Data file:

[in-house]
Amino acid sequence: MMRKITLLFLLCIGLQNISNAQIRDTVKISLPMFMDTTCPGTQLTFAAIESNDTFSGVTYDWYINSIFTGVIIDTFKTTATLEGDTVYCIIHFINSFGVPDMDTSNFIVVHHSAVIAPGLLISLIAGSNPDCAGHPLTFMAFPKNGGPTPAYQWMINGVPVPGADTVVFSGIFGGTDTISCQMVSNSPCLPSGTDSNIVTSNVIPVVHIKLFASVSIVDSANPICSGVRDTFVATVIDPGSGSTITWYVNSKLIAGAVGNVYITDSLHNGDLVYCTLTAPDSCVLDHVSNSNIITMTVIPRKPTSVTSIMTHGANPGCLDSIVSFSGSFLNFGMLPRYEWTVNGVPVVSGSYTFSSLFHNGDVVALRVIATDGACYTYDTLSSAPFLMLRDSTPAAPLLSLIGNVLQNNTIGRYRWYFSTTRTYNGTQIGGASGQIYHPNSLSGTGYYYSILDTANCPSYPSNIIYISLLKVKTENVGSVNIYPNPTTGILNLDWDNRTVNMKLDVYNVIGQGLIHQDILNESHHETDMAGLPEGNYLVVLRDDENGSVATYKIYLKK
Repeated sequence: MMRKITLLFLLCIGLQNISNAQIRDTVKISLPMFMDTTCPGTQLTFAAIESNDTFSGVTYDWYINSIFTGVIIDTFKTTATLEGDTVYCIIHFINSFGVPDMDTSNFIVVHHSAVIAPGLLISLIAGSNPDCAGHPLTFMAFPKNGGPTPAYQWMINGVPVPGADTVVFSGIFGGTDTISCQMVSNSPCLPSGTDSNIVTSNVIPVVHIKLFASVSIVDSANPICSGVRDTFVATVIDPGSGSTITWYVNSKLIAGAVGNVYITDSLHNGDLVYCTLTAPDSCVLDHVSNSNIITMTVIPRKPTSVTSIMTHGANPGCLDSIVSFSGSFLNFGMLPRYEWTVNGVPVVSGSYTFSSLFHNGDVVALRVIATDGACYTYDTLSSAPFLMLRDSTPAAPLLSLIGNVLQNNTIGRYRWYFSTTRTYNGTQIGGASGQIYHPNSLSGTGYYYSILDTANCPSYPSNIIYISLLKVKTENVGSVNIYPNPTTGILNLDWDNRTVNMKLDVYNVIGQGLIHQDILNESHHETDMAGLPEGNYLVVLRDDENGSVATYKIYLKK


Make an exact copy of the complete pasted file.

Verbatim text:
[in-house]
Amino acid sequence: MMRKITLLFLLCIGLQNISNAQIRDTVKISLPMFMDTTCPGTQLTFAAIESNDTFSGVTYDWYINSIFTGVIIDTFKTTATLEGDTVYCIIHFINSFGVPDMDTSNFIVVHHSAVIAPGLLISLIAGSNPDCAGHPLTFMAFPKNGGPTPAYQWMINGVPVPGADTVVFSGIFGGTDTISCQMVSNSPCLPSGTDSNIVTSNVIPVVHIKLFASVSIVDSANPICSGVRDTFVATVIDPGSGSTITWYVNSKLIAGAVGNVYITDSLHNGDLVYCTLTAPDSCVLDHVSNSNIITMTVIPRKPTSVTSIMTHGANPGCLDSIVSFSGSFLNFGMLPRYEWTVNGVPVVSGSYTFSSLFHNGDVVALRVIATDGACYTYDTLSSAPFLMLRDSTPAAPLLSLIGNVLQNNTIGRYRWYFSTTRTYNGTQIGGASGQIYHPNSLSGTGYYYSILDTANCPSYPSNIIYISLLKVKTENVGSVNIYPNPTTGILNLDWDNRTVNMKLDVYNVIGQGLIHQDILNESHHETDMAGLPEGNYLVVLRDDENGSVATYKIYLKK
Repeated sequence: MMRKITLLFLLCIGLQNISNAQIRDTVKISLPMFMDTTCPGTQLTFAAIESNDTFSGVTYDWYINSIFTGVIIDTFKTTATLEGDTVYCIIHFINSFGVPDMDTSNFIVVHHSAVIAPGLLISLIAGSNPDCAGHPLTFMAFPKNGGPTPAYQWMINGVPVPGADTVVFSGIFGGTDTISCQMVSNSPCLPSGTDSNIVTSNVIPVVHIKLFASVSIVDSANPICSGVRDTFVATVIDPGSGSTITWYVNSKLIAGAVGNVYITDSLHNGDLVYCTLTAPDSCVLDHVSNSNIITMTVIPRKPTSVTSIMTHGANPGCLDSIVSFSGSFLNFGMLPRYEWTVNGVPVVSGSYTFSSLFHNGDVVALRVIATDGACYTYDTLSSAPFLMLRDSTPAAPLLSLIGNVLQNNTIGRYRWYFSTTRTYNGTQIGGASGQIYHPNSLSGTGYYYSILDTANCPSYPSNIIYISLLKVKTENVGSVNIYPNPTTGILNLDWDNRTVNMKLDVYNVIGQGLIHQDILNESHHETDMAGLPEGNYLVVLRDDENGSVATYKIYLKK